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April 27, 2012updated 10 Jan 2016 4:03pm

Should You Follow The Trend of Drinking Young, Precocious Wines?

By Spear's

Hot off the Press
Youth today! Precocious, confident, full of attitude, right up there in your face… Never mind the Napa Valley — that’s just the Burgundies, says Marlon Abela
has hit wine lovers around the world and it seems to be contagious. I am suffering from it, all my wine buddies are suffering from it and it’s even affected the most renowned and established wine experts. It’s the bug of youth! For some reason we all seem to be more attracted to wines in their infancy, full of fruit, freshness and vibrancy.

I understand this phenomenon for ‘New World’ wines — after all, they are relative newcomers and are not all known for their bottle-ageing potential. I can even understand this when it comes to ‘Old World’ white wines, but when it comes to some of the most prized red Bordeaux — and I’ve noted that it’s even more the case with Burgundy — I wonder what has changed in recent times to make so many of us seek such precociousness in our wine.

A few weeks ago I was entertaining at Umu with two Masters of Wine friends of mine, who are at the very top of their game. We opened three sought-after Burgundies from the underrated 1993 vintage, which we all happened to love and of course tasted blind. They were Romanée-Saint-Vivant (RSV) from Domaine de la Romanée-Conti, Richebourg from Méo-Camuzet, and Echézeaux from Emmanuel Rouget. The magic hand of iconic winemaker Henri Jayer has influenced both these last two domaines. The youthful and complex Echézeaux was the favourite; I scored it 18/20. There was some debate as to which of the Richebourg or the RSV was superior, and although both are very good wines, I gave the edge to the Méo-Camuzet.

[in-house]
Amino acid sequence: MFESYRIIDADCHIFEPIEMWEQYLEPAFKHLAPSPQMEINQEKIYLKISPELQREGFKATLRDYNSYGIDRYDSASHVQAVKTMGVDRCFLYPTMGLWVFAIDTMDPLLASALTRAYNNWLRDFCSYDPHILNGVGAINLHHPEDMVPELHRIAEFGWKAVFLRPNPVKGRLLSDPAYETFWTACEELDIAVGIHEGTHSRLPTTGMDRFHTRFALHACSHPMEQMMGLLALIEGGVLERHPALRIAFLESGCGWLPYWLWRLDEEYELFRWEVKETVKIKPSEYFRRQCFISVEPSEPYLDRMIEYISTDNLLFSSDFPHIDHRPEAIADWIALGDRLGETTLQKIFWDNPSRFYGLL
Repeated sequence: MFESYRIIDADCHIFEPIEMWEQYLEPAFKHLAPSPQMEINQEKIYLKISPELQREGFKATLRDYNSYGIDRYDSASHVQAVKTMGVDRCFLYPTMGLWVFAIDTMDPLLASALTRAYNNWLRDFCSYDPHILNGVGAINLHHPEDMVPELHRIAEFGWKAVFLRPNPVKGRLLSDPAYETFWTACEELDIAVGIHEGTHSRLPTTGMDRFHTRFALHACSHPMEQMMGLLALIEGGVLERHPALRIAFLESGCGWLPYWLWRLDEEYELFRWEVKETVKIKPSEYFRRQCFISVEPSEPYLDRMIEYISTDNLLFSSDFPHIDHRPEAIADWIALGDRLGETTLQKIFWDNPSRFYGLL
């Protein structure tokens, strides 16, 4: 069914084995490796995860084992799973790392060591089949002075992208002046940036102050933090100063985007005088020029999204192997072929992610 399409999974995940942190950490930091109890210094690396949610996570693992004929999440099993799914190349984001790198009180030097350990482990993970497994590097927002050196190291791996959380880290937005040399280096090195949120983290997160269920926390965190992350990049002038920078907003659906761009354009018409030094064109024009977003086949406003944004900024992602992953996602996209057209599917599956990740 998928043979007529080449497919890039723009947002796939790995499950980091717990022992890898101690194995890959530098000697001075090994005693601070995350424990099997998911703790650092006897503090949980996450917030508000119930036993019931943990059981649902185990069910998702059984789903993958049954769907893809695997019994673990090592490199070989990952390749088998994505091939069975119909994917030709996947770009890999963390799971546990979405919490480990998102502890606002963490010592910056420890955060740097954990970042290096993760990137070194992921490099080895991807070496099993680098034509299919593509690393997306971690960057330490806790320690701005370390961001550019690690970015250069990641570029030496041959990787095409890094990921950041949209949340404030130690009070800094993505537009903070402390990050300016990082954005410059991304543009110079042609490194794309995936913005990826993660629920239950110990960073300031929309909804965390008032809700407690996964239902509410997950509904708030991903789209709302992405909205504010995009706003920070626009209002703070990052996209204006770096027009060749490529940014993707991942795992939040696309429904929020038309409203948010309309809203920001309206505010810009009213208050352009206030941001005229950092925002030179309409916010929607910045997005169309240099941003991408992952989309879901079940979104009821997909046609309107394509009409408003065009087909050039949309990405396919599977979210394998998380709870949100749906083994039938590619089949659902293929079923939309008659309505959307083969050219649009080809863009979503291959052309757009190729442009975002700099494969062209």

To top the evening off, I decided to open a 2003 RSV, to create a bit of fun and controversy, thinking I would have to defend my corner in sacrificing this nascent beauty — but lo and behold, it was the preferred wine of the evening. I also scored it 18/20, but due to its exuberance, fruitiness and of course its inherent, fine pedigree, there was an enjoyment factor here that the Echézeaux could perhaps not offer.

I’ve also noticed this trend at my restaurants, where our customers often order the very top wines we have to offer, but from the youngest vintages available on our wine lists. It isn’t a price issue, as young wines can often be more expensive due to their increasingly steep release prices.

Personally I find that climate change and better winemaking techniques result in wines that give so much pleasure at a young age. What pleases me most is that I still identify great layers of complexity that previously would have taken a decade to show from the top terroirs. Wines go through transitions and very often tend to ‘close up’ soon after bottling.

I’ve been tasting a lot of 2006, 2007, 2008 and even the just-bottled 2009 from some of the best producers in Burgundy, which are already accessible and even in some cases drinking well. I am not the biggest fan of the overhyped 2009 vintage; I tend to prefer the more classical and elegant 2008. What is evident is that 2007 is certainly not a vintage that will keep long-term. 2006’s wines are overshadowed by the great 2005 vintage but are very forward and full-bodied, not shy of high alcohol content.